The massive reserves of natural gas on Gaza's doorstep might seem like an obvious way to help fund the $6-billion rebuilding of the bombed-out coastal enclave.
There’s just one catch: extracting and selling the gas would require the cooperation of Israel. And with no sign of that, Gaza isn’t expected to reap the rewards of its own natural-gas bonanza anytime soon.
The reserves lying under the eastern Mediterranean could be a game-changer in a region where energy and politics are closely intertwined. The U.S. Geological Survey believes that as much as 120 trillion cubic feet of natural gas could exist under the Levant basin – enough to turn the countries along its coastline, from Turkey through to Egypt, into net gas exporters.
Israel has been quick to exploit this boom, with trickle-down benefits for American energy companies. Gas began to flow from one of its offshore fields last year, giving Israel’s economy such a boost that some called for a reduction in the $3 billion in annual financial assistance Jerusalem receives from the United States. Among the U.S. firms cashing in is Texas-based Noble - Israel’s largest foreign investor in gas – which employs 220 workers extracting gas from the Tamar and Meri B fields.
By comparison, Gaza’s share of the gas bonanza is modest – about 1 trillion cubic feet compared to Israel’s potential 30 trillion cubic feet. Still, it would be enough to help lift the enclave out of chronic economic deprivation and dependence on its neighbors.
But for that to happen, Israel would have to play ball.
When Gaza’s Marine 1 and Marine 2 gas fields were discovered in 2000, talks involving the Palestinian Authority began over how to develop the fields. When Hamas gained power in Gaza in 2007, talks stalled over Jerusalem’s fears that income from the gas would be used to fund terrorist attacks on Israeli soil.
That has forced the British developer with rights to the field to put the project on hold and shutter its Israeli office. “We maintain contact with both the Palestinian Authority and the government of Israel," a spokesman for BG – formerly part of British Gas – told NBC News. “Unsurprisingly, there are no material developments to report at this time.”
The stalemate has prompted some to claim that Israel’s July 17 ground invasion of Gaza was a bid to snatch Gaza’s gas reserves from Hamas. In two widely shared blogs last month, including one for The Guardian, journalist and think-tank director Nazfeez Ahmed argued that Israel “desperately covets Gaza's gas as a cheap stop-gap” because its own emerging gas fields are not yet yielding enough energy to meet booming domestic demand.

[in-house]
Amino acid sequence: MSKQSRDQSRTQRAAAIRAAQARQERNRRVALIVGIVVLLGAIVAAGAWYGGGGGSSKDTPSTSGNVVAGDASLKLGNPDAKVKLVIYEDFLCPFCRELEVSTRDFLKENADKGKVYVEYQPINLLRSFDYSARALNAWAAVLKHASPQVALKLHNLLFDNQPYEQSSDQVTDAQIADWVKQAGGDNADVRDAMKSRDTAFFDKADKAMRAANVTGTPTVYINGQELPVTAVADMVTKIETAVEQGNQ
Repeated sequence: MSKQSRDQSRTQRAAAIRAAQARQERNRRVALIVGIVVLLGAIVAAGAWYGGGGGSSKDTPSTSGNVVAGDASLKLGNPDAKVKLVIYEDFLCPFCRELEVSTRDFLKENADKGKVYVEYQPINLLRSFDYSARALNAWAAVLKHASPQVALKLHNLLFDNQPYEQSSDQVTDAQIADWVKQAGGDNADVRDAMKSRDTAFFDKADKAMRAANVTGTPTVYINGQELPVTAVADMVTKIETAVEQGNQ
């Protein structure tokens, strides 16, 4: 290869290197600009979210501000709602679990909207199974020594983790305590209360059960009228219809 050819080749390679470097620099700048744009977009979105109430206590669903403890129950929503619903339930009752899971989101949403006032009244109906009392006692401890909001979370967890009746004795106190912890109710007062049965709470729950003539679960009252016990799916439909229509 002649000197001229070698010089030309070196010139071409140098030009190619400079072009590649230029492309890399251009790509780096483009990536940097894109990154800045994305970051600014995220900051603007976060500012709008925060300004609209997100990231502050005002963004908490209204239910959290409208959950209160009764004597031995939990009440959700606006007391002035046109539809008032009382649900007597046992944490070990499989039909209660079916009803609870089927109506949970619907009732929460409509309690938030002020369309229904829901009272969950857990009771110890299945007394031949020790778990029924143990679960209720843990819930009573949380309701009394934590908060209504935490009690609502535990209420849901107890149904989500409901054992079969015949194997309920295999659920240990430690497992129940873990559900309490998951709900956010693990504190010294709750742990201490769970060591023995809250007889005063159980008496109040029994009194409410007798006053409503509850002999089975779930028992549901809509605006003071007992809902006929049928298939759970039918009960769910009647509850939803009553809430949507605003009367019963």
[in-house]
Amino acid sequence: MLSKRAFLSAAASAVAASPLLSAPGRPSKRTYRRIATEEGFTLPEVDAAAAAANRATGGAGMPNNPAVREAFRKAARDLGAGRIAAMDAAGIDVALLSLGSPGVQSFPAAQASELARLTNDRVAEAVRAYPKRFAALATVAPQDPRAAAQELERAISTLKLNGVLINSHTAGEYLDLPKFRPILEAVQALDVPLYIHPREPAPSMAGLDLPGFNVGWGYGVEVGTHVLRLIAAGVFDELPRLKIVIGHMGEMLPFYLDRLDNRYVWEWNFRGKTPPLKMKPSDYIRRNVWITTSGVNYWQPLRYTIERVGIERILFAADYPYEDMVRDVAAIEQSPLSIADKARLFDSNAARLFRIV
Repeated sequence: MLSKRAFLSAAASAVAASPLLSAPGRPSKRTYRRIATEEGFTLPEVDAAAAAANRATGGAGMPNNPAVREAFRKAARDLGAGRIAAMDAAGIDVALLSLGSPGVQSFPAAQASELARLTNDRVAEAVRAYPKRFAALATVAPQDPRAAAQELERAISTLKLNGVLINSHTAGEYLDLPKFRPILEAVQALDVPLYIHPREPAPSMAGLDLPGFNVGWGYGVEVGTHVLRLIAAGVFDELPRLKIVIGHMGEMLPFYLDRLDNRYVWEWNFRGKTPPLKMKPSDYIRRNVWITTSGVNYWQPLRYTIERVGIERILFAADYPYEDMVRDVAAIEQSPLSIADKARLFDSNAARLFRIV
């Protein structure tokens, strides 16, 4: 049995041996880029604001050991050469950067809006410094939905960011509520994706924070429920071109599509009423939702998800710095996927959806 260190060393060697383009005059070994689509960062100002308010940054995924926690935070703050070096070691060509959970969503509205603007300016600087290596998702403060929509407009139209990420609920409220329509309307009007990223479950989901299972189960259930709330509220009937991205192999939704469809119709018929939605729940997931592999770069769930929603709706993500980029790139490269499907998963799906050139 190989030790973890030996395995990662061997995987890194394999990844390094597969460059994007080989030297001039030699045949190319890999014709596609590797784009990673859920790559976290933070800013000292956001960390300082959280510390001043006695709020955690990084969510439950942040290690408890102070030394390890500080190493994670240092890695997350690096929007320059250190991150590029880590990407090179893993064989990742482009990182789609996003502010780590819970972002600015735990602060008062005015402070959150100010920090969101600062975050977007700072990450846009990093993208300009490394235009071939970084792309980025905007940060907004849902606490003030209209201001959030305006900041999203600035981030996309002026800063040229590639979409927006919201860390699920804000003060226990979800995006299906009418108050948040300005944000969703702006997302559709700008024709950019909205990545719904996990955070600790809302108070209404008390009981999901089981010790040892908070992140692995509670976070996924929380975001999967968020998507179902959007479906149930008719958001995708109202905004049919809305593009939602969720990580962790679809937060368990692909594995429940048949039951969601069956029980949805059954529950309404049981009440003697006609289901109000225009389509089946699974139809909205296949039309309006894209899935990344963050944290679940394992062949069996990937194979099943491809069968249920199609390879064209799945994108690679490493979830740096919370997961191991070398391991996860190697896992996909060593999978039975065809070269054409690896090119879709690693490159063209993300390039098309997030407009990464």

While Israel insists the Gaza offensive was a military effort to destroy Hamas tunnels used for terrorist attacks, Ahmed alleged “the evidence is quite clear that gas is central to Israel’s intentions in Gaza, even if it does not explicitly say so.”
Israeli Defense Minister Moshe Ya’alon once wrote that any belief that Gaza's gas could create a more valuable Palestinian state was “misguided.”
“Proceeds of a Palestinian gas sale to Israel would likely not trickle down to help an impoverished Palestinian public,” Ya’alon said in a think-tank article. “Rather, based on Israel’s past experience, the proceeds will likely serve to fund further terror attacks against Israel. It is clear that without an overall military operation to uproot Hamas control of Gaza, no drilling work can take place without the consent of the radical Islamic movement.”
But even if Israel has no designs on the Gaza Marine fields it has done little to facilitate their development, one expert said.
“The obstacles are completely political,” said Valérie Marcel, associate fellow in energy, environment and resources at Britain’s Chatham House think tank. “Nothing can go ahead without Israel’s approval and it wants to avoid anything that can bolster the Hamas government. It’s a war of attrition that is basically robbing Gaza of the means for its economic development.”
That’s not to say there aren’t other regional complexities at play - which have been exacerbated by recent European sanctions on Russia. While Israel is looking to Europe for exports, the Palestinian Authority is pushing for a separate deal with Russia. Earlier this year, Palestinian President Mahmoud Abbas discussed a potential $1 billion tie-up with Russia’s Gazprom.
“Global actors are ready to exploit the Eastern Mediterranean [gas field’s] strategic implications,” said a report for the European Parliament published in April. “Russia aims to safeguard its gas monopoly, the United States to support its business interest, and Europe to increase its energy security and reduced dependence on Russia in light of the Crimea crisis.”
The report calls on Europe to “back the strategic triangle of Israel, Cyprus and Turkey as a first step towards the construction of an Eastern Mediterranean energy corridor.”
However, Turkey - which has condemned Israel’s military action in Gaza – said it would not allow itself to be used as a corridor for Israel’s gas exports until after a permanent cease-fire is reached. Turkey’s energy minister, Taner Yıldız, called for “an end to the cruelty in Palestine” and said his country’s “door will be closed” until calm is restored, according to English-language newspaper Hurriyet Daily News.
Until then, the residents of Gaza have more pressing concerns. Civilians in the impoverished enclave have not been able to trade or travel freely since Israel and Egypt imposed stringent border restrictions to prevent arms smuggling.
Lifting the border blockade - which Israel and Egypt argue is necessary for security but which has exacerbated poverty in the Gaza Strip - is one of the key sticking points in negotiations for a long-term truce.
Until a lasting cease-fire is reached, rebuilding Gaza must wait. And without free border movement, Palestinians cannot export basics such as fish - let alone natural gas.